The human microbiome refers to the spectrum of microbes (microbiota) that colonize humans. More specifically, it refers to the microbial genomes of all the bacteria, fungi, protozoa, and viruses that are found inside or on the body.
A bacterial colony, bacilli, 3d rendering.
Microbial cells far outnumber any other type of cell in the human body. Just the bacterial population alone is made up of around 200 trillion organisms, as compared with the 50 to 100 trillion cells that make up the somatic or body cell population.
The majority of the human microbiota are found in the gut and are mostly beneficial to humans. They aid digestion and the absorption of nutrients, they play a role in immune surveillance and protect against disease-causing bacteria by competing for their nutritional sources and by occupying their attachment sites. The human microbiota also produce B vitamins and vitamin K, which is required for hemocoagulation.
Many microbes in the human microbiota are pathogenic organisms such as the bacterial species
Streptococcus, Staphylococcus, and Enterococccus. Dysfunction within the microbiome has also been associated with autoimmune conditions such as rheumatoid arthritis and fibromyalgia.
The accumulation of pathogenic microorganisms eventually alters genetic and metabolic processes, which causes an abnormal immune response to the presence of naturally occurring substances in the body. Research has shown that inherited autoimmune conditions are passed on through the microbiome rather than as a result of DNA inheritance.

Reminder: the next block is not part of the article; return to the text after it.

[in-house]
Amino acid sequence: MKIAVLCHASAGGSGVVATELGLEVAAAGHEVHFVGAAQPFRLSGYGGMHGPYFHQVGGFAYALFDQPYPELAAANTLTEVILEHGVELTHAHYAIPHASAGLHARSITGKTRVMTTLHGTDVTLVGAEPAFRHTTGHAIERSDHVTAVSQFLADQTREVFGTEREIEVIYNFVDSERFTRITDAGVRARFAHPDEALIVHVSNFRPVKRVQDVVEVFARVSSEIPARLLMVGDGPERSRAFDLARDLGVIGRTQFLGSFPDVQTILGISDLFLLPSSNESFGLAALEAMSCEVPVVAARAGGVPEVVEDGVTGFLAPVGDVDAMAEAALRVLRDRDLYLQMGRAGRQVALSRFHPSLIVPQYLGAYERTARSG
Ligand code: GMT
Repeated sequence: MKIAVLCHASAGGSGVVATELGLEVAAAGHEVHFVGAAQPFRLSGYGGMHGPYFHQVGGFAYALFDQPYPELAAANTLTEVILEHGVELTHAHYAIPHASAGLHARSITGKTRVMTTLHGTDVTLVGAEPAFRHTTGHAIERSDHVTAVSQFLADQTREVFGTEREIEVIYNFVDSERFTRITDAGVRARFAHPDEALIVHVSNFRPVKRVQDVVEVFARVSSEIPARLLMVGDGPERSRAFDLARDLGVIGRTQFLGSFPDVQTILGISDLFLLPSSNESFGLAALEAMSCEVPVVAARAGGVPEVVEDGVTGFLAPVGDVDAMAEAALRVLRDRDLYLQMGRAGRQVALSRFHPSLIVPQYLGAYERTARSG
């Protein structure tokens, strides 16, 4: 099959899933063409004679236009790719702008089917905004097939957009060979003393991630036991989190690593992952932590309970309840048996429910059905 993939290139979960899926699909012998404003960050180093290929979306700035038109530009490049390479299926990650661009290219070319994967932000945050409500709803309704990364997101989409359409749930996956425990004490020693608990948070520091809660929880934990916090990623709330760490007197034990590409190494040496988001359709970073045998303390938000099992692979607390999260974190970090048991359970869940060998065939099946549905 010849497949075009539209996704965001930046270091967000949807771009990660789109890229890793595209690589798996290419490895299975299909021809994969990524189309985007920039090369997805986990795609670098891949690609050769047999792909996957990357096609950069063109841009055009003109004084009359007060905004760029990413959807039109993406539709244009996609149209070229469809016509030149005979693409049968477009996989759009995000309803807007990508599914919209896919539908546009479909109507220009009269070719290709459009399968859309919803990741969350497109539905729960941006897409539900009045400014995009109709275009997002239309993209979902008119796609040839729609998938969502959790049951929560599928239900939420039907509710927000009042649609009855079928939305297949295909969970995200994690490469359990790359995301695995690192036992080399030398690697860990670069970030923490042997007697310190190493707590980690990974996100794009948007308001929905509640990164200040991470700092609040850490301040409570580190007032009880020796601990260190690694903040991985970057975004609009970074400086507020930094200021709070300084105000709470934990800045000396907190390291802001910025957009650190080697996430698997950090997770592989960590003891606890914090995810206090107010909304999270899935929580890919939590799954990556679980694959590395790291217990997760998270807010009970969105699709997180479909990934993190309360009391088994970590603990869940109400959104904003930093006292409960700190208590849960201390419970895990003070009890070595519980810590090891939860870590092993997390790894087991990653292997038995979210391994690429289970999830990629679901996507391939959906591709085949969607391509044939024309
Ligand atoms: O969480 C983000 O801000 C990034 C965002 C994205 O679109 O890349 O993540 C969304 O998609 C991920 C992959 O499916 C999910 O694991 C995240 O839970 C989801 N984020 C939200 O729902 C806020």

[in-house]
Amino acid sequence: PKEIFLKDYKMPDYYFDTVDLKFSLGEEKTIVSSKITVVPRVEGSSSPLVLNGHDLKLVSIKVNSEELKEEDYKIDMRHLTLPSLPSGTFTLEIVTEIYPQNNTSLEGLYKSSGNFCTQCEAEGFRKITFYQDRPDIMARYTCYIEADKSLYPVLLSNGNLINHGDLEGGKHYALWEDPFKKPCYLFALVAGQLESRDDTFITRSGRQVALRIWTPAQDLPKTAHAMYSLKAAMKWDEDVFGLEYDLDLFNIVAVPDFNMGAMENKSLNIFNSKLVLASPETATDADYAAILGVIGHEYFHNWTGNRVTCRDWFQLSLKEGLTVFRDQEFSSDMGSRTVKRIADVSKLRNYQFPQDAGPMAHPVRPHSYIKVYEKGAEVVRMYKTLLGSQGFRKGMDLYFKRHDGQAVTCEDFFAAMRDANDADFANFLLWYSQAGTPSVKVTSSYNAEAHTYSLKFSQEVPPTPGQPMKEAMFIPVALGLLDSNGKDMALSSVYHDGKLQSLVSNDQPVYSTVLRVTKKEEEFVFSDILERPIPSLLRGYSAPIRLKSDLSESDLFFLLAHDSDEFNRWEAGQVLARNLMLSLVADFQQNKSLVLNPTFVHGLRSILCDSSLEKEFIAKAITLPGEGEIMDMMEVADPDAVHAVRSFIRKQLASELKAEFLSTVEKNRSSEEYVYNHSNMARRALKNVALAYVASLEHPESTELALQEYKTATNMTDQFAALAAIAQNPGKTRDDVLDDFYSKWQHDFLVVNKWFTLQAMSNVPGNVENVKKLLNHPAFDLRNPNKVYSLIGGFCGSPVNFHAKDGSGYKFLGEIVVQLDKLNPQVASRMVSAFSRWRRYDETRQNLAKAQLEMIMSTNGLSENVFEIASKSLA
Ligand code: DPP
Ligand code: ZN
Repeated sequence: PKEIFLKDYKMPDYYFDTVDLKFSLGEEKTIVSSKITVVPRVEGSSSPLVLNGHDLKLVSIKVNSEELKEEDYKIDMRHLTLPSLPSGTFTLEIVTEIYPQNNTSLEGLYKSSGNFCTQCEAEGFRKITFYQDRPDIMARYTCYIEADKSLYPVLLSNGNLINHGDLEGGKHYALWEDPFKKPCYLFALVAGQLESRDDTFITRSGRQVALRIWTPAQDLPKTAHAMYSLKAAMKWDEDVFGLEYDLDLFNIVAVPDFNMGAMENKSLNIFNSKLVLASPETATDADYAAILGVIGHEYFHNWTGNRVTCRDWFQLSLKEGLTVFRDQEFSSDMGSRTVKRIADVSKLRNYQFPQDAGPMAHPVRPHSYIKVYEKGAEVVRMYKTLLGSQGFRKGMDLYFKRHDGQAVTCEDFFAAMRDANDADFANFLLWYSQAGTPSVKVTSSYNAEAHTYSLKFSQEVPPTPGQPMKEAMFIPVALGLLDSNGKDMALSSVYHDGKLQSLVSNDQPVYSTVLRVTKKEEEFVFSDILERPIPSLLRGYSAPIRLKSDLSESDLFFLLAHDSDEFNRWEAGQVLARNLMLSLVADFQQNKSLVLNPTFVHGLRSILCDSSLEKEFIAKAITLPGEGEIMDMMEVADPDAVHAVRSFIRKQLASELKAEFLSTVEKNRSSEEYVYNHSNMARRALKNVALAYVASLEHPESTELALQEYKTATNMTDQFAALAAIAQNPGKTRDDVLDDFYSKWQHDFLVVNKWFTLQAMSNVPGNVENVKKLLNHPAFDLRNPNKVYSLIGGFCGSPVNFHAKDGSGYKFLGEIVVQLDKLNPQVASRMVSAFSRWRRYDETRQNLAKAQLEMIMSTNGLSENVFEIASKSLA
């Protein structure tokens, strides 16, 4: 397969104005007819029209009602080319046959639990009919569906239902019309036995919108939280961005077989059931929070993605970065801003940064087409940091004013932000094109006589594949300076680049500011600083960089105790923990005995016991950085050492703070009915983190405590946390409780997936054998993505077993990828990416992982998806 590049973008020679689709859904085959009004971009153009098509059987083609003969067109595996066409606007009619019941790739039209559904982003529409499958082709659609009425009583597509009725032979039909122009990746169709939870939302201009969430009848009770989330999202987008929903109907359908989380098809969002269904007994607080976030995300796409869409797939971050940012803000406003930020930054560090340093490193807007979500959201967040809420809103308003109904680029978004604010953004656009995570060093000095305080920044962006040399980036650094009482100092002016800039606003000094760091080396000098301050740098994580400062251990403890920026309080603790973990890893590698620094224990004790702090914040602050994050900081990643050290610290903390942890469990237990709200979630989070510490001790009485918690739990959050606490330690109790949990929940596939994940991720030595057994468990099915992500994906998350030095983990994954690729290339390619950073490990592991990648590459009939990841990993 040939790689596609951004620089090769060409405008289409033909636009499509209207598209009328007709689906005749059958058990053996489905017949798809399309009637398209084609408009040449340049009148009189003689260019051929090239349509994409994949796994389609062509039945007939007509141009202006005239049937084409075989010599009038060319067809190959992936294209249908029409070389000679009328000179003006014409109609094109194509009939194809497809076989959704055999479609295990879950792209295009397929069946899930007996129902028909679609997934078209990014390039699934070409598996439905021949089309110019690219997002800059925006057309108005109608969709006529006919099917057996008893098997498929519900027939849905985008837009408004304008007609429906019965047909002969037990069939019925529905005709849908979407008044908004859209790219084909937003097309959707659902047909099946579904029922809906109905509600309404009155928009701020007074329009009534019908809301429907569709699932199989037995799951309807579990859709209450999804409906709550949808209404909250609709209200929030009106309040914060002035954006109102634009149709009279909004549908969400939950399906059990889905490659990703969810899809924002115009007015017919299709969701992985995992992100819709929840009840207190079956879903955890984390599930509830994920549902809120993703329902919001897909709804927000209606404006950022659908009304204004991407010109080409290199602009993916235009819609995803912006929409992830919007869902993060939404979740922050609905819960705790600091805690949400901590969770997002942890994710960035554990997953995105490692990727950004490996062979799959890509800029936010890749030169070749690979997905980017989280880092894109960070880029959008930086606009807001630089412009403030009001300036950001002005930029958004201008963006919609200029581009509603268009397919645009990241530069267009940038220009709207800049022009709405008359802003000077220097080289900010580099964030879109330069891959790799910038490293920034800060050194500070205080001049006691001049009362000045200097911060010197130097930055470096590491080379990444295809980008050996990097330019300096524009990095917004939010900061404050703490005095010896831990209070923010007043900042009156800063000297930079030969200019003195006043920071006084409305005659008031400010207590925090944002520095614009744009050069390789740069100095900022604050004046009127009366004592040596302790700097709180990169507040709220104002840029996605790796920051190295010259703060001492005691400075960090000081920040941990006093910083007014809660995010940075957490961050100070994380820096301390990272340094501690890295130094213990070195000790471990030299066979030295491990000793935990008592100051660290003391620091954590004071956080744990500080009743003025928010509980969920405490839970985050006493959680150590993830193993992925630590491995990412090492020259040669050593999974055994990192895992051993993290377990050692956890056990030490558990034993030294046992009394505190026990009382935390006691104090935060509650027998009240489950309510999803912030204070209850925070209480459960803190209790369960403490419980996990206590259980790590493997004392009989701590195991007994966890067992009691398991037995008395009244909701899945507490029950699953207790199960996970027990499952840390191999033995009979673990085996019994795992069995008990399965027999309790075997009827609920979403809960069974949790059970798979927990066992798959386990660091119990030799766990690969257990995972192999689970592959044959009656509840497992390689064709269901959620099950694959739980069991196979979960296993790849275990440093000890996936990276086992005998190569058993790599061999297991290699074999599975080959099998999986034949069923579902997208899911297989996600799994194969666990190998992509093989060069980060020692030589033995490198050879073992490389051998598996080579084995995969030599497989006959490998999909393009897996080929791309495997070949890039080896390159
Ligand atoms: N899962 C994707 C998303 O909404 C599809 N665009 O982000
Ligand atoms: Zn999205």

Clostridium difficile can be used as a good example of how the human microbiome is relevant to health and disease states. Infection with C. difficile usually happens after people receive treatment with antibiotics during a hospital stay.
Although the antibiotics do destroy pathogenic bacteria or inhibit their reproduction, they also disrupt the balance of normal microbial communities, meaning potentially harmful species may then take the place of previously established beneficial microbes.
Scientists have now found that
C. difficile infection can be treated using fecal transplant, where the feces of a healthy person is transferred to the infected patient to replenish the level of gut microbiota that are beneficial. Research into the human microbiome
Research into obesity has shown that, compared to individuals of a healthy weight, obese people have a greater abundance of the bacteria
Prevotella and Firmicutes. The number of these microbes is also reduced in people who have undergone gastric bypasses surgery, compared with obese individuals who have not undergone the procedure.
Researchers suspect that these microbes are better at sequestering carbohydrates during the digestion process than the microbes that make up the gut flora in people of a healthy weight. These additional nutrients are subsequently stored as fat.
Continued research into the human microbiome is hoped to improve understanding of key elements in human physiology, especially nutrition, which could lead to the development of new guidelines for dietary habits and the food production process. The research could also lead to new diagnostic and therapeutic strategies in a number of human diseases and to the development of new approaches in industry.
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